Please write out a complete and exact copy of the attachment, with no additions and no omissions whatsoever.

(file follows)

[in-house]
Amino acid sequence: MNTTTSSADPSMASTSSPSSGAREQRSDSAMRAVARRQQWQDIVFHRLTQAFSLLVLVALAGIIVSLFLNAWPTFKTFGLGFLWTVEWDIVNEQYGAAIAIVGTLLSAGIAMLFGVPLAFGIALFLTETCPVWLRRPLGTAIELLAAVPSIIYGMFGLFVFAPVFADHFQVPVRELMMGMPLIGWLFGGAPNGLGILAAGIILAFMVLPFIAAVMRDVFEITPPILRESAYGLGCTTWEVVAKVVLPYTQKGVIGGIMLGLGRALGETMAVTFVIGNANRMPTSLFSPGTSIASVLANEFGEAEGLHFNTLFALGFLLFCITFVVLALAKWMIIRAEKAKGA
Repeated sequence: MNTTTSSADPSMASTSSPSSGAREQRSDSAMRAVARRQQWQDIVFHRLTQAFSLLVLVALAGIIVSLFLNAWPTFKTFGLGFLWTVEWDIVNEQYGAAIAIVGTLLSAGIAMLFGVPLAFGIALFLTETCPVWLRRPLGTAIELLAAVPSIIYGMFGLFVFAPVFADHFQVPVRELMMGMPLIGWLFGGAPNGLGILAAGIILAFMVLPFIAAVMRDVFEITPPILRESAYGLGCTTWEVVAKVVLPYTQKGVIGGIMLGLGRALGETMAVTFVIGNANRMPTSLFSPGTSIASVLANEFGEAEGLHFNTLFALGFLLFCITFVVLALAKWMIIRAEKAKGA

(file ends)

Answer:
[in-house]
Amino acid sequence: MNTTTSSADPSMASTSSPSSGAREQRSDSAMRAVARRQQWQDIVFHRLTQAFSLLVLVALAGIIVSLFLNAWPTFKTFGLGFLWTVEWDIVNEQYGAAIAIVGTLLSAGIAMLFGVPLAFGIALFLTETCPVWLRRPLGTAIELLAAVPSIIYGMFGLFVFAPVFADHFQVPVRELMMGMPLIGWLFGGAPNGLGILAAGIILAFMVLPFIAAVMRDVFEITPPILRESAYGLGCTTWEVVAKVVLPYTQKGVIGGIMLGLGRALGETMAVTFVIGNANRMPTSLFSPGTSIASVLANEFGEAEGLHFNTLFALGFLLFCITFVVLALAKWMIIRAEKAKGA
Repeated sequence: MNTTTSSADPSMASTSSPSSGAREQRSDSAMRAVARRQQWQDIVFHRLTQAFSLLVLVALAGIIVSLFLNAWPTFKTFGLGFLWTVEWDIVNEQYGAAIAIVGTLLSAGIAMLFGVPLAFGIALFLTETCPVWLRRPLGTAIELLAAVPSIIYGMFGLFVFAPVFADHFQVPVRELMMGMPLIGWLFGGAPNGLGILAAGIILAFMVLPFIAAVMRDVFEITPPILRESAYGLGCTTWEVVAKVVLPYTQKGVIGGIMLGLGRALGETMAVTFVIGNANRMPTSLFSPGTSIASVLANEFGEAEGLHFNTLFALGFLLFCITFVVLALAKWMIIRAEKAKGA